The Market Now (Last of a Series)

While the war in Ukraine grinds along amid depressing headlines, investors of all stripes are settling into the view that economic effects of the war will be more local than widespread (see our Quote of the Week).

Public equities in particular have recovered their value since Russia’s invasion of February 24, having priced in, for the moment, the likeliest worst-case scenario.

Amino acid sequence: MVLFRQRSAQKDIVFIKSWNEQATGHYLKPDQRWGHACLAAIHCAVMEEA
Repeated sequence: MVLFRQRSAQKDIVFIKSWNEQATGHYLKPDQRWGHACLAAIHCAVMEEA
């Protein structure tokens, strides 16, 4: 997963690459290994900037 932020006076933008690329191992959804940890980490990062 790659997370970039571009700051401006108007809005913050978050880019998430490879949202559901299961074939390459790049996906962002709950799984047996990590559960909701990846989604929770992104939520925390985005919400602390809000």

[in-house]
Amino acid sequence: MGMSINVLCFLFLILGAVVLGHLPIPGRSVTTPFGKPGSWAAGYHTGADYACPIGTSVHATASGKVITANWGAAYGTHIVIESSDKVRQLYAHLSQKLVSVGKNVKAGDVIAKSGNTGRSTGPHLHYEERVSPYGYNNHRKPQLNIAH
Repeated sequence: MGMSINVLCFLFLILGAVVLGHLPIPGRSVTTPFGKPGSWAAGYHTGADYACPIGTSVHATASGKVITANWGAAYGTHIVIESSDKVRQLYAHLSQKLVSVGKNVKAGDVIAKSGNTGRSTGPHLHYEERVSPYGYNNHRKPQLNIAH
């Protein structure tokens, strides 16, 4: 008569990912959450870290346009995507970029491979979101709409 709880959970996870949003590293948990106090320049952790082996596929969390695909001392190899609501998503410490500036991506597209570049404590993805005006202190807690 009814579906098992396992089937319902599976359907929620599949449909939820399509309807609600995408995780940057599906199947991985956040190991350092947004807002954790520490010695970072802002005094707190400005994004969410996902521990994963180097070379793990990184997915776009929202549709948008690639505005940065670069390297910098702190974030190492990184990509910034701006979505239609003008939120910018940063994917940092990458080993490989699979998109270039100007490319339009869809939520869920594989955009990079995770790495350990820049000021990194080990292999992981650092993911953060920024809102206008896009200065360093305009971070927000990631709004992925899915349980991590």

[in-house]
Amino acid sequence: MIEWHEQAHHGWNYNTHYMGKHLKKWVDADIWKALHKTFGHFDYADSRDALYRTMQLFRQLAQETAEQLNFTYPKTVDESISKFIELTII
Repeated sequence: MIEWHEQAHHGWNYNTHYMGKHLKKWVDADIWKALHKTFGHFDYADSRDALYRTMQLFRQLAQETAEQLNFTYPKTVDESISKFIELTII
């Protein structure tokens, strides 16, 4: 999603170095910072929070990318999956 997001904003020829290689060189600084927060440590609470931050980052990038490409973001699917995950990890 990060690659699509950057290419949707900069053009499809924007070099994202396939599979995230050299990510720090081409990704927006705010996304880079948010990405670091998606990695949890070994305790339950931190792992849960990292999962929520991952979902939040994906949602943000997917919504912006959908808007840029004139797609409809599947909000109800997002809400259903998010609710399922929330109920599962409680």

Credit investors are more focused on the hawkish post-hike commentary from Fed Chair Powell. Perhaps in response to St. Louis Fed President James Bullard’s lone dissent, voicing the need for a more aggressive stance, Powell said “If we think it’s appropriate to raise [by a half a point]…we will do so.”

Observers have also noted the further flattening of the Treasury yield curve, with two-year rates edging up in response to Powell’s statement. That trend has raised concerns of an inverted yield curve and the signal that historically sends of a potential slowdown.